July 21, 2018
At the ELS committee meeting on 5 June 2018, we welcomed four new trustees, recently elected or co-opted to the committee: Luke Tatam (standing back left in the photograph), Ben Harrison (back right), Ruth Arlow (front left), and Paul Benfield (front right). We introduce two of them below, with two further introductions to follow:
Ruth Arlow was elected to the ELS Committee in March 2018. She is currently Chancellor of the Dioceses of Norwich and Salisbury, having served as Deputy Chancellor in the Dioceses of Chichester, Norwich and Oxford. She is a member of the Standing Committee of the Ecclesiastical Judges Association and she serves the National Church on the Legal Advisory Commission and as a Legal Chair of the Clergy Discipline Tribunal. She has been Case Notes Editor for the Ecclesiastical Law Journal since 2001.
Ruth has a Masters degree in Canon Law from Cardiff University. She has gained a breadth of experience in her various roles as a family barrister, a lecturer in professional legal skills at Monash University in Melbourne and at Bristol Law School, Chair of Governors of a Church of England primary school and a Sunday school teacher. She lives in Somerset with her husband, their three daughters and their labrador, Myfanwy. She introduces herself to society members:
“I am often met with blank looks or, at best, polite smiles when I explain what I do for a living. Ecclesiastical law is not an area of law with which many are familiar, and yet it touches the lives of a surprising number of us. I came rather late to an understanding that rules and good governance are vital to the proper flourishing God’s church – to an efficiency of operation and a sense of order and fairness. Such things nurture rather than diminish the sharing of the Gospel.
“I know that the operation of the faculty jurisdiction can cause frustration and upset but, in my experience, that almost always happens where there is a lack of knowledge and understanding about how the system works, by clergy or lay people, or even the lawyers themselves. The Ecclesiastical Law Society is a body of people dedicated to the wider understanding of Ecclesiastical Law. It provides a substantial programme of educational and training events which are both practical and relevant and also high quality, attracting speakers of real skill and eminence. The Society also fulfils a wider role in the development of church law through it engagement with consultations and working parties. The committee are a dedicated bunch with a huge breadth of experience between them. I am delighted to be serving with them. My experience there reflects my wider experience of working in the world of Ecclesiastical Law – it is a privilege to work alongside people of vision, passion, enthusiasm and generosity of spirit. I look forward to playing my part.”
Having been a member of the Ecclesiastical Law Society since early 2011, Luke Tatam now serves on the ELS Committee (having been co-opted in June 2018). He worked at 1 The Sanctuary for five years as a Clerk in five Diocesan Registries, the Faculty Office of the Archbishop of Canterbury, and the Ecclesiastical Department of Lee Bolton Monier-Williams, during which time he gained a close understanding of – and practical experience in – areas of ecclesiastical law including the Faculty Jurisdiction, clergy Terms of Service, and church marriage preliminaries. His current job is as Assistant Secretary to the DAC in Southwark Diocese, the ‘DAC’ being a statutory committee whose full title is the Diocesan Advisory Committee for the Care of Churches. In his own words:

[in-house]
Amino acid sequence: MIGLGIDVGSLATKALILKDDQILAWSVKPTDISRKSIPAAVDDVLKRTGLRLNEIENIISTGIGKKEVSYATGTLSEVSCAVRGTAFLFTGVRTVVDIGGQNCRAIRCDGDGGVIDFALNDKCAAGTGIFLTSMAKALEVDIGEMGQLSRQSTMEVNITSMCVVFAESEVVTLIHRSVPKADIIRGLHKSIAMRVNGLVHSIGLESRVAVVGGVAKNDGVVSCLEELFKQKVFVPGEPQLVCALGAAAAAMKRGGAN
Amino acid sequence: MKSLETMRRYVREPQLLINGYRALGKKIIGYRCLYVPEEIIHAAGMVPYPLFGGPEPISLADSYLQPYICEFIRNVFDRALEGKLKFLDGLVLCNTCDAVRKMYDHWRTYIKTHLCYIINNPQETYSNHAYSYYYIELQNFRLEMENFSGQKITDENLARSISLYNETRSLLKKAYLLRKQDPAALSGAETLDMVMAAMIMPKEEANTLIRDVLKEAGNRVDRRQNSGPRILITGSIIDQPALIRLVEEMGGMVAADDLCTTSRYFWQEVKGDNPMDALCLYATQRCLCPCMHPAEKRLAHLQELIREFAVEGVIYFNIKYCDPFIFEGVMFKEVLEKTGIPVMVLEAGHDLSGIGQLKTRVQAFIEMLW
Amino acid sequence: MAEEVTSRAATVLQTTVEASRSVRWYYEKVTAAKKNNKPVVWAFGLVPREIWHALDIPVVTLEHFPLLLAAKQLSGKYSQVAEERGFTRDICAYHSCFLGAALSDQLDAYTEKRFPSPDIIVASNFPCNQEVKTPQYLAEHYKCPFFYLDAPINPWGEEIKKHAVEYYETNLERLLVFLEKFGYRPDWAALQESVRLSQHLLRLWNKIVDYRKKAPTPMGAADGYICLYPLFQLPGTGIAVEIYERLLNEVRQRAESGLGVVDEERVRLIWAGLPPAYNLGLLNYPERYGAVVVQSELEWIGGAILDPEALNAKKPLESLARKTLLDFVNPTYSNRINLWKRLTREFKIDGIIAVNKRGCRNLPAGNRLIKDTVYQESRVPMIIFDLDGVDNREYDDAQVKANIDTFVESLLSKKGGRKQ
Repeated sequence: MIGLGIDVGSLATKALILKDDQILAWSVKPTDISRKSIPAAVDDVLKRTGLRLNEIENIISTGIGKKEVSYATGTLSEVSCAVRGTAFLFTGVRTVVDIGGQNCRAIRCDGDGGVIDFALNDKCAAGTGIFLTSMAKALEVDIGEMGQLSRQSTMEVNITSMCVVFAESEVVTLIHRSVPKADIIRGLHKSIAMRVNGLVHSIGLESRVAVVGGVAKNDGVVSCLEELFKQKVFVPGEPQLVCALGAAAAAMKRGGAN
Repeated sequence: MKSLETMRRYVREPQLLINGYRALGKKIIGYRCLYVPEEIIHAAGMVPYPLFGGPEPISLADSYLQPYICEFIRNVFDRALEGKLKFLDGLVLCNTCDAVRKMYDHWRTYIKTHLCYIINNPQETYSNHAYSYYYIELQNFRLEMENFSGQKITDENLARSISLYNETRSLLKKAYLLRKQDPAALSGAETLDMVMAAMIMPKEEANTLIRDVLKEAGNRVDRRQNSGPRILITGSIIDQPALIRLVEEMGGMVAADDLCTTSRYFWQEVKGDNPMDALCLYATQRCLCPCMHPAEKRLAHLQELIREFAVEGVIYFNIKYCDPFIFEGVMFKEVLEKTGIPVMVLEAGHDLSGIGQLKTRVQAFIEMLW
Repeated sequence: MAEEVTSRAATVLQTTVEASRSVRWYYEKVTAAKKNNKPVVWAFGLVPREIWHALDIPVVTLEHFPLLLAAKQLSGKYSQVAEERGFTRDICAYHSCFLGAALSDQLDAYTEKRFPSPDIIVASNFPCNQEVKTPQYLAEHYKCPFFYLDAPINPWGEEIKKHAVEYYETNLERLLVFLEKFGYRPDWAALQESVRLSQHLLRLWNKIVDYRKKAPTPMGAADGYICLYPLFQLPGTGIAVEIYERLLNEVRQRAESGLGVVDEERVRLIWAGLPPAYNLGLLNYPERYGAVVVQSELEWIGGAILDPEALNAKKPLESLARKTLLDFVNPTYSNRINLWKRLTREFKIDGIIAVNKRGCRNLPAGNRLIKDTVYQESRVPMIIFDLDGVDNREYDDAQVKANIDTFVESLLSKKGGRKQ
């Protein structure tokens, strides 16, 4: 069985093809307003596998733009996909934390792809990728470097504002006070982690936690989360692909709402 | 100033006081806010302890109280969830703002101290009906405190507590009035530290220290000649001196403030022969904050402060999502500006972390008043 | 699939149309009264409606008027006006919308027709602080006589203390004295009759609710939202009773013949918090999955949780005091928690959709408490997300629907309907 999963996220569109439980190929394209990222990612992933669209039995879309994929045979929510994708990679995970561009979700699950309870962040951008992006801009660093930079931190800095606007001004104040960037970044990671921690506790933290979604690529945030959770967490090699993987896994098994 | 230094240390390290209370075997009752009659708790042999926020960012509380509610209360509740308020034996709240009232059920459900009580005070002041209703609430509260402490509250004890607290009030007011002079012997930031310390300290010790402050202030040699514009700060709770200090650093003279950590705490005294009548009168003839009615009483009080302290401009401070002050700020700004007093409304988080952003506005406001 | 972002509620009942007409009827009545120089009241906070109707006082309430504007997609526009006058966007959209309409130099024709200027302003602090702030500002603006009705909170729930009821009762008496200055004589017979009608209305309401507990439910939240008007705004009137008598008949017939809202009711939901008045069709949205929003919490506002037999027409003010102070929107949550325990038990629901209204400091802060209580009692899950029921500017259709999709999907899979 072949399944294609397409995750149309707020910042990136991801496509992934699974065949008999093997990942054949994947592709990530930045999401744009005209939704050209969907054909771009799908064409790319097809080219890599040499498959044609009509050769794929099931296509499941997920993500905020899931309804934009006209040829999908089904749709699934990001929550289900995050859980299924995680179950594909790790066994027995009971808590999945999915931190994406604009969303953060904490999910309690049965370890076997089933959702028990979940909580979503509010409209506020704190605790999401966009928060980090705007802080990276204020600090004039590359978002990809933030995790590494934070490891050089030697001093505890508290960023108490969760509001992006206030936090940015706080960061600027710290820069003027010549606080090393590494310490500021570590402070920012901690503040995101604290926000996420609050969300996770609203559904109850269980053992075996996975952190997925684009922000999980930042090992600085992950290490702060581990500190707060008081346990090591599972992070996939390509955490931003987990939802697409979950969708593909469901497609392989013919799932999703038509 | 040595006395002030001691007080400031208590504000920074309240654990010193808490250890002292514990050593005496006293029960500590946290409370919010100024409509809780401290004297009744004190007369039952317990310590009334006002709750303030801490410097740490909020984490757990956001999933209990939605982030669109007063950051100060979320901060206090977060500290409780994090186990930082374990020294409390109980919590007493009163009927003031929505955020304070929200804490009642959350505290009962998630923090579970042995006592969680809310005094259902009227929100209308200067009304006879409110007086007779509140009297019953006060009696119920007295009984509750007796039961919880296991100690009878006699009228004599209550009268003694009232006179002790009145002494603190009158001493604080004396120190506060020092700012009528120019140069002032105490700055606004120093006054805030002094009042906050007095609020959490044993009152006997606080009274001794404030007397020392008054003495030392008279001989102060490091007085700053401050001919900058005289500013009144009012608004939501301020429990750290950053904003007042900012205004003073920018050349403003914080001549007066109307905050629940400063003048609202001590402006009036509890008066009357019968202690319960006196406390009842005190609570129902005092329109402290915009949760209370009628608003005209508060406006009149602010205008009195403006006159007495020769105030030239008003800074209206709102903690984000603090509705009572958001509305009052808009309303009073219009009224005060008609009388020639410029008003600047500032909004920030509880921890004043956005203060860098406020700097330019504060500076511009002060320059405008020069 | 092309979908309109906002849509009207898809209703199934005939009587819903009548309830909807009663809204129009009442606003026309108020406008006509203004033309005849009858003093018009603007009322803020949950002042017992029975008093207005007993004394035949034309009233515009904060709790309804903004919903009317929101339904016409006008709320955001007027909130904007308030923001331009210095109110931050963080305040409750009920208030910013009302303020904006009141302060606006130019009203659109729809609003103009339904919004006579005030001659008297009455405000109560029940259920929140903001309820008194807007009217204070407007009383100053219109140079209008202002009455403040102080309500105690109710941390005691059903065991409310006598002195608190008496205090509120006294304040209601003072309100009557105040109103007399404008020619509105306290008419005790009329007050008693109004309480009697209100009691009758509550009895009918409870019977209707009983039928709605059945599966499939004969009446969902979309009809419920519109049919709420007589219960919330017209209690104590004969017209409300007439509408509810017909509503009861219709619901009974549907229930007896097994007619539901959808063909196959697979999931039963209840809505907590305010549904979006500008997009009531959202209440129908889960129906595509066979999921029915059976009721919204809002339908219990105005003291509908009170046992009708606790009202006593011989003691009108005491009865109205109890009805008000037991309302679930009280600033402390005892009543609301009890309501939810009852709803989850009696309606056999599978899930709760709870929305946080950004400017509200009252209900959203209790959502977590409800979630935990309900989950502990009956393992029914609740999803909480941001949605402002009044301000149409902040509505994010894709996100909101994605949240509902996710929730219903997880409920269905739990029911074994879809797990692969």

“The move from 1 The Sanctuary to Southwark DAC has allowed me to continue to work within ecclesiastical law, specialising in the Faculty Jurisdiction, as well as maintain a broader view of associated areas of law both ecclesiastical and secular. Both roles have shown me how the law is the ‘servant’ not the ‘master’ of the church, and that it should be understood and applied pragmatically. It fits within a practical, pastoral and missional context, and is both adapting and (in the right sense) unchanging.
“Ecclesiastical law is about identity and relationships: the identity of the church and the relationships between those in the church. What we mean by ecclesiastical law is also the law of the church (both statute-law and case-law) and the remainder of this country’s law as it applies to the church.
“This is where the dual identity of the Ecclesiastical Law Society fits in; this august organisation looks both inward and outward, with its various activities including lectures, conferences and journal articles exploring not only religious law (particularly – though not only – of the Church of England), but also law and religion more widely. It is a privilege for me to have been asked to join the ELS Committee, with its varied membership of lawyers, practitioners, clergy, laity, academics and others, and I look forward to continuing to be a part of the Society in the years to come.”